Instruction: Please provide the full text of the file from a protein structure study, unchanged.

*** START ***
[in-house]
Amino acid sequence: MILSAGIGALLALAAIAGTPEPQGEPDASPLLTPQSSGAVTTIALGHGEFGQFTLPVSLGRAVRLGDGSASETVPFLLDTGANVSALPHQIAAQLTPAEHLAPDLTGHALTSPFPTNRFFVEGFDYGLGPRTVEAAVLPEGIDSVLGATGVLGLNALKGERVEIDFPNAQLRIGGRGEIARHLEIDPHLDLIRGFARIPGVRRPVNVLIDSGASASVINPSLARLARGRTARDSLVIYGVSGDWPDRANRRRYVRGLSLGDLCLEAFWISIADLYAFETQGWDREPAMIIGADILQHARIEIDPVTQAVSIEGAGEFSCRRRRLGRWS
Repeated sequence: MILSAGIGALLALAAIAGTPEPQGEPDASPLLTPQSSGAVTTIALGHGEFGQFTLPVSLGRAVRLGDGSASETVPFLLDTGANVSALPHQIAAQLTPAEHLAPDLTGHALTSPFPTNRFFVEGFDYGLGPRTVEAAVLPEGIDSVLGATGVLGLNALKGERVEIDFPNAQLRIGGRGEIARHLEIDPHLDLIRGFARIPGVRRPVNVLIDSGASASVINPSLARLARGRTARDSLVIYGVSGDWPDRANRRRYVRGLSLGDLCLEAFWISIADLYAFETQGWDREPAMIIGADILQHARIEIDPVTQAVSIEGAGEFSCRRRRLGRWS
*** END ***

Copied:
[in-house]
Amino acid sequence: MILSAGIGALLALAAIAGTPEPQGEPDASPLLTPQSSGAVTTIALGHGEFGQFTLPVSLGRAVRLGDGSASETVPFLLDTGANVSALPHQIAAQLTPAEHLAPDLTGHALTSPFPTNRFFVEGFDYGLGPRTVEAAVLPEGIDSVLGATGVLGLNALKGERVEIDFPNAQLRIGGRGEIARHLEIDPHLDLIRGFARIPGVRRPVNVLIDSGASASVINPSLARLARGRTARDSLVIYGVSGDWPDRANRRRYVRGLSLGDLCLEAFWISIADLYAFETQGWDREPAMIIGADILQHARIEIDPVTQAVSIEGAGEFSCRRRRLGRWS
Repeated sequence: MILSAGIGALLALAAIAGTPEPQGEPDASPLLTPQSSGAVTTIALGHGEFGQFTLPVSLGRAVRLGDGSASETVPFLLDTGANVSALPHQIAAQLTPAEHLAPDLTGHALTSPFPTNRFFVEGFDYGLGPRTVEAAVLPEGIDSVLGATGVLGLNALKGERVEIDFPNAQLRIGGRGEIARHLEIDPHLDLIRGFARIPGVRRPVNVLIDSGASASVINPSLARLARGRTARDSLVIYGVSGDWPDRANRRRYVRGLSLGDLCLEAFWISIADLYAFETQGWDREPAMIIGADILQHARIEIDPVTQAVSIEGAGEFSCRRRRLGRWS